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Hockey
 

Hockey

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Hockey

Hockey

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    Hockey Hockey Presentation Transcript

      • The game of Hockey has been around from the time of early civilization. Some of the reports find the earliest origin of the game 4000 years back. Field hockey was reportedly played even before the birth of Christ. Basically known as the “ball and stick” game, it was played since ancient times in places diverse as Rome, Scotland, Egypt and South America.
    • The number one priority is to protect "The House" which is the scoring area around the goalie net. You must keep the offensive team out of the house which is the dangerous scoring areas. Force your opponents into the corners or outside of the face-off circles. It is more difficult for your opponents to score from the corners or the boards.  The golden rule is very basic, keep your stick always on the grown. You will be surprised how many opposition plays you will break up. Watch any NHL player in their own defensive end. Learn to hold your stick with one hand and a strong grip while skating backwards or forwards. 
    • Hockey Stick : Each player carries a "stick", normally a little over 90 cm (3 ft) long and traditionally made of wood but now often made with fiberglass, kevlar and carbon fiber composites, with a rounded handle flattened on the left side and with a hook at the bottom. Metal may not be used in hockey sticks. There was traditionally a slight curve (called the bow, or rake) from the top to bottom of the face side of the stick and another on the 'heel' edge to the top of the handle. Hockey ball The ball is hard and of plastic (sometimes over a cork core) and is often covered with indentations to reduce hydroplaning that can cause an inconsistent ball speed on wet surfaces
    • Many players wear mouth guards to protect teeth and gums from impacts from the ball or stick. Some local rules require their use. Many players also wear shin guards, and again these may be required equipment in some areas. Many players wear gloves: a padded glove which is designed to protect hands from abrasion from contact with the ground (especially that of sand-based pitches), and some even protect against impact from a ball or a stick. A few competitions require glasses to protect the eyes. Defenders may sometimes use short corner masks; these are designed to reduce the impact of a drag flick from short corners, though they do not provide guaranteed protection
    • The rink has usually a polished wooden surface, but any flat, non-abrasive and non-slippery material such as treated cement is acceptable. Likewise, it is allowed for rink owners to put advertisements in the playing area, as long as they don't interfere with ball or skate motion, which includes both physically and visually The markings are simple. The halfway line divides the rink into halves, and 22 m from the end wall an "anti-play" line is painted. The area is a 9 X 5.40 m rectangle, placed from 2,7 to 3,3m ahead of the end table. It has a protection area for goalkeepers, a half-circle with 1.5 m radius. All markings are 8 cm in width. The goal (painted in fluorescent orange) is 105 cm high by 170 cm wide. Inside the goal there is a thick net and a bar close to ground to trap the ball inside (before, two extra referees stayed behind the goal to judge goal decisions), and 92 cm deep. While not attached to the ground, it is extremely heavy to prevent movement.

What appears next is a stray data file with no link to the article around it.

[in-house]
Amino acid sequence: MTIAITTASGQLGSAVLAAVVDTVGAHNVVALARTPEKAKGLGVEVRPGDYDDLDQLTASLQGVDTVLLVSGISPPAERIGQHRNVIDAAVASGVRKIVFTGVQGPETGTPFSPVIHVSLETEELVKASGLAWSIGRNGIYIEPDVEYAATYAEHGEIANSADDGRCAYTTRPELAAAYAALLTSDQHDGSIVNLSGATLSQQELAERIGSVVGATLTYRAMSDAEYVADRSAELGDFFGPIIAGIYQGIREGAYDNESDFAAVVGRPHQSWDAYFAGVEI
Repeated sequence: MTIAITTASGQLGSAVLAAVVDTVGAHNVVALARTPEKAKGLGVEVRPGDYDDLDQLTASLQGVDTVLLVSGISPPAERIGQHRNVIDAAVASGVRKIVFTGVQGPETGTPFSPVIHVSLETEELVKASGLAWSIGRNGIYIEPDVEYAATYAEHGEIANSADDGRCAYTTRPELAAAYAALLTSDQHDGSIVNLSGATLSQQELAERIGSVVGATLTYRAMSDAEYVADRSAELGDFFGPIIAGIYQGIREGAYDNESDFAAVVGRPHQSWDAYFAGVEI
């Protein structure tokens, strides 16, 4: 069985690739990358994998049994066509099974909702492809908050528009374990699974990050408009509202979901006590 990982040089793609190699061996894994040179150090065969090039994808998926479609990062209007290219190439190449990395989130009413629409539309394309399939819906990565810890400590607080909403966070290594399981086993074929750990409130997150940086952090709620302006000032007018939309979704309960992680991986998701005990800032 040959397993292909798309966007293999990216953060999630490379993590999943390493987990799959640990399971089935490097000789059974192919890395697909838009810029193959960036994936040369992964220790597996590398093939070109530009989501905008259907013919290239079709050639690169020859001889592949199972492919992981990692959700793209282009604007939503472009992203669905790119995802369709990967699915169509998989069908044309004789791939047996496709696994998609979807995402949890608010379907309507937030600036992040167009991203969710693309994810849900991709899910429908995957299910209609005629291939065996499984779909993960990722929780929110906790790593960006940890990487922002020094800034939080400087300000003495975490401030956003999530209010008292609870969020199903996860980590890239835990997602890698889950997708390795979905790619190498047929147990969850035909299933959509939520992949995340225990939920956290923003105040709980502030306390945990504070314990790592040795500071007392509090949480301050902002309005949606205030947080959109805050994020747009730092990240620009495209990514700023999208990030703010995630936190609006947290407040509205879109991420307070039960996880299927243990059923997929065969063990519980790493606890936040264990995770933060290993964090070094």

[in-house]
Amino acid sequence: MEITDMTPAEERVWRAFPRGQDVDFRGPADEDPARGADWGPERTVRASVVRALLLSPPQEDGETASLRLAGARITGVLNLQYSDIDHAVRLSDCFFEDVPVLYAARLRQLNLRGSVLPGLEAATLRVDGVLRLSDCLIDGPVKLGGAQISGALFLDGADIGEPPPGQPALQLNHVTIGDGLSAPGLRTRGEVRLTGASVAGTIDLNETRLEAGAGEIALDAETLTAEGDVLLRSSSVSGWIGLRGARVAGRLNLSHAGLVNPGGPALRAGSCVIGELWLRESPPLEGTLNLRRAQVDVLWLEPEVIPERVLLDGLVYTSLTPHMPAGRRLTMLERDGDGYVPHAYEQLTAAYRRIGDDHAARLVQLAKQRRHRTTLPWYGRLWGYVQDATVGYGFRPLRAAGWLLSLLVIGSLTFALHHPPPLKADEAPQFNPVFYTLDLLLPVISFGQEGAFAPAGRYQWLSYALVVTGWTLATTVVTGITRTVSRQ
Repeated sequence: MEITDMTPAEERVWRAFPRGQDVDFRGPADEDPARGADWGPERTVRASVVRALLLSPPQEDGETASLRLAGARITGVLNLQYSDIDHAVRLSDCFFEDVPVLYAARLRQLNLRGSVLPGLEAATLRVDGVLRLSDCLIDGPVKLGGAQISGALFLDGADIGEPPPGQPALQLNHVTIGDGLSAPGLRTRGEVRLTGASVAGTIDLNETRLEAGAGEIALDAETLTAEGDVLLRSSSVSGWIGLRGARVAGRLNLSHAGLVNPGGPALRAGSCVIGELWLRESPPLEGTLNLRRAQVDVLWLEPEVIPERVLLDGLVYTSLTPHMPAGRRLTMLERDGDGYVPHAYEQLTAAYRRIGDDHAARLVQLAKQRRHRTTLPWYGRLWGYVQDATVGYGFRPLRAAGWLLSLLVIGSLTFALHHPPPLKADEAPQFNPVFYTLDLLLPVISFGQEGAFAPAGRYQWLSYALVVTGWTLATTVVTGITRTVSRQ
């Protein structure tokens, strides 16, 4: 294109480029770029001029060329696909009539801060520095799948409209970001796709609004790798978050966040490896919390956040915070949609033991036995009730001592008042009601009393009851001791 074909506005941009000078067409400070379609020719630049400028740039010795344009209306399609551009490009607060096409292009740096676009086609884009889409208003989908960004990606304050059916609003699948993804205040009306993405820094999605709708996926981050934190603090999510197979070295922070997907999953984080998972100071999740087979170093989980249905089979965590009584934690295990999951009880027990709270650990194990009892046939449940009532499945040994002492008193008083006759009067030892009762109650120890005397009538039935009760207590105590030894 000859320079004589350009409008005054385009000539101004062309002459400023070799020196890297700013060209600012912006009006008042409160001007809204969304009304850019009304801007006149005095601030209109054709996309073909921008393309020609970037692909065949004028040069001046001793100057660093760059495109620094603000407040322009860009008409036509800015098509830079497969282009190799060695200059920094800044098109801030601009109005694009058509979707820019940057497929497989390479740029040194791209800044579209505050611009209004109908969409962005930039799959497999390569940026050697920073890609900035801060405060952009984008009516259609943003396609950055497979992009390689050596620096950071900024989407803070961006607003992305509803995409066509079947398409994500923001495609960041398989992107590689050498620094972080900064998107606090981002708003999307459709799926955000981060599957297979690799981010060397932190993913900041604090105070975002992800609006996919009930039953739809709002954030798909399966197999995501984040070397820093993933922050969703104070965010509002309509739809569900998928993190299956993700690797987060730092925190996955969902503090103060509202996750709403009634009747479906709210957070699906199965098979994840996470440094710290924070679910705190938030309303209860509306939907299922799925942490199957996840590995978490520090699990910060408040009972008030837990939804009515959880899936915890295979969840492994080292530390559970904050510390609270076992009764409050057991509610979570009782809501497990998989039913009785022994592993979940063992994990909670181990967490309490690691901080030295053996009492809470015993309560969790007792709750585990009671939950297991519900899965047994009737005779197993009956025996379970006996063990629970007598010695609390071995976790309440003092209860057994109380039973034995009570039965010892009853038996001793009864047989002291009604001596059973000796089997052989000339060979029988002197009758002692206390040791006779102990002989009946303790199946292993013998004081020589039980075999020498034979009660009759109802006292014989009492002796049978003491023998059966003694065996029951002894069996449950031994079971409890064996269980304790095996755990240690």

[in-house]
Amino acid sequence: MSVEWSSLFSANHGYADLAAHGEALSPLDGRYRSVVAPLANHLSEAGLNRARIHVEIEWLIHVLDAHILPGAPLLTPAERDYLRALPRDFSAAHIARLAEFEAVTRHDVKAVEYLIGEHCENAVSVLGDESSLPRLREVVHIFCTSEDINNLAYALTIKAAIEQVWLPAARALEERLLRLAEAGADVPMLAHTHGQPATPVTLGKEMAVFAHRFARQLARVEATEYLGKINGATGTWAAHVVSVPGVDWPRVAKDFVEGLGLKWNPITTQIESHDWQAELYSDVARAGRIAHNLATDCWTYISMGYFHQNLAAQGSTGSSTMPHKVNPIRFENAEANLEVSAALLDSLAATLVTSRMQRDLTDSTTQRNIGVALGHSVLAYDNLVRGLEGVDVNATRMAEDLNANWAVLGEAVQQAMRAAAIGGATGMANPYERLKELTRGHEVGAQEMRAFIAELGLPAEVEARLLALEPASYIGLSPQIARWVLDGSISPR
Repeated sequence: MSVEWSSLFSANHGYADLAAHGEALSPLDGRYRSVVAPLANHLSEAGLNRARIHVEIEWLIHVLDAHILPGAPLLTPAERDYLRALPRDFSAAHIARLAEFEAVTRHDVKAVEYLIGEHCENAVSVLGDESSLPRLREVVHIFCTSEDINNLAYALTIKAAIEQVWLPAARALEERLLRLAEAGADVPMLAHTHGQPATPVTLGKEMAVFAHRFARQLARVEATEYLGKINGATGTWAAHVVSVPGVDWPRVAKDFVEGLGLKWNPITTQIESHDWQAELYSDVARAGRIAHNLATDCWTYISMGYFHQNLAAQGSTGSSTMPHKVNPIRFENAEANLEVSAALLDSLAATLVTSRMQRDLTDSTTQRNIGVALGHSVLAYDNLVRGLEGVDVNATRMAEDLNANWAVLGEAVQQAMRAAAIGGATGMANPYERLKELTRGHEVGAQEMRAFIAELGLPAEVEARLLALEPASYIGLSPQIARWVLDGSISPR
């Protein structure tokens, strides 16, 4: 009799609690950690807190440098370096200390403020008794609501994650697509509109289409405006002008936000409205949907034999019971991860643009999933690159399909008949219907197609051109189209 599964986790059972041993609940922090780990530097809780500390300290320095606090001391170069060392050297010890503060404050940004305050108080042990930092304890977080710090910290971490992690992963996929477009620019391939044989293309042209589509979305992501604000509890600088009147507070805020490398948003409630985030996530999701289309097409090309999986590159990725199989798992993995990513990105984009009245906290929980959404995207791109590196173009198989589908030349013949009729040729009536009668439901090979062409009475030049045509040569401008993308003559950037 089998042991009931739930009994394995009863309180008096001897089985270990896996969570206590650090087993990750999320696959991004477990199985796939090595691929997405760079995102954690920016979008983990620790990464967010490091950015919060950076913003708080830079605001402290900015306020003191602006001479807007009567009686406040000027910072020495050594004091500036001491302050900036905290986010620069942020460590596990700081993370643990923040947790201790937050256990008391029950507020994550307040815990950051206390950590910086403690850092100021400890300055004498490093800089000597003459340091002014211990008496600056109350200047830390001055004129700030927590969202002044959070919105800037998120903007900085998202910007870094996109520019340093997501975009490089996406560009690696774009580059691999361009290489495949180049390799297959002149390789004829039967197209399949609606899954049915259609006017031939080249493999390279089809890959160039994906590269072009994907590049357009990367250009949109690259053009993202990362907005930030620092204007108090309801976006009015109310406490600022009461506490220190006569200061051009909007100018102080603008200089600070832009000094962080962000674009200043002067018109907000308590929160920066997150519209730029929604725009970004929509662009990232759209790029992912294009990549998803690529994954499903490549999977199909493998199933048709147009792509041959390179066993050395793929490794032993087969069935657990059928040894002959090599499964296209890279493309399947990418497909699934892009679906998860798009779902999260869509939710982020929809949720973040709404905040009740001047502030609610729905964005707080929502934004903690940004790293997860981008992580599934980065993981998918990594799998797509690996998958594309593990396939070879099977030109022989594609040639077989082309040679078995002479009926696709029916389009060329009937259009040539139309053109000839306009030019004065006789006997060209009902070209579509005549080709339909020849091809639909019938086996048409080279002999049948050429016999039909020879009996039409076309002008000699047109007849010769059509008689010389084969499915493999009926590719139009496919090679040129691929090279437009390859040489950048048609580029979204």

• Wayne Gretzky Wayne Gretzky i s a retired Canadian professional ice hockey player. He is the current part-owner, head of hockey operations and head coach of the Phoenix Coyotes is the most popular figure among hockey players. He started his professional career with the Indianapolis Racers of the World Hockey Association in 1978. His most productive years were with Edmonton Oilers of the National Hockey League. Gretzky won the Conn Smythe Trophy and the Lady Byng Trophy. He ended his amazing 20 year career with 2,967 points. During these years, he revolutionized the popularity of hockey while establishing himself as the greatest player of all time
    • Players: Goaltender: he has to keep the puck out of his own net. Defensemen: they get the puck to their forwards and follow the play into the attacking zone, positioning themselves just inside their opponent's blue line at the "points." Center: he exchanges passes with his wings to steer the play toward the opposing goal. On defense, he tries to disrupt a play of the enemy. Wings: they try to change the plays to help their companions Officials: Referee: The referee supervises the game, calls the penalties and determines if goals are scored. Hockey rules
    • Linesmen: there are two persons. They call offside, offside pass. They don’t call penalties, but can recommend to the referee that a penalty be called. Goal Judges: One sits, behind each goal and indicates when the puck has crossed the red goal line. Official Scorer: He determines which player scores and credits assists if there are any. Hockey’s three main rules: Offsides: When any member of the attacking team precedes the puck over the defending team's blue line. Offside (or two-line)Pass: When a player passes the puck from his defending zone to a teammate beyond the red center line. Iceing: When a player shoots the puck across the center red line and past the opposing red goal line. Three main rules
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